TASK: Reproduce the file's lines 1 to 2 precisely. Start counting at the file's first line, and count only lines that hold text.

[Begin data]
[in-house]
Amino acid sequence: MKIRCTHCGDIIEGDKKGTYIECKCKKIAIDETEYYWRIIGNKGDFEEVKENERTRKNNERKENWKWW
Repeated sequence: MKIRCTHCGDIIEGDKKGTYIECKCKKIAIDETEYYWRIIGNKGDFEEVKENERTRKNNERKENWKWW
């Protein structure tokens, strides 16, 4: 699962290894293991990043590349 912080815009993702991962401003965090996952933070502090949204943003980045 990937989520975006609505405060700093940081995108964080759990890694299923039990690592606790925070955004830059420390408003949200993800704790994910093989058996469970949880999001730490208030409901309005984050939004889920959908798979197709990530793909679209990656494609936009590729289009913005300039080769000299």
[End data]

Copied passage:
[in-house]
Amino acid sequence: MKIRCTHCGDIIEGDKKGTYIECKCKKIAIDETEYYWRIIGNKGDFEEVKENERTRKNNERKENWKWW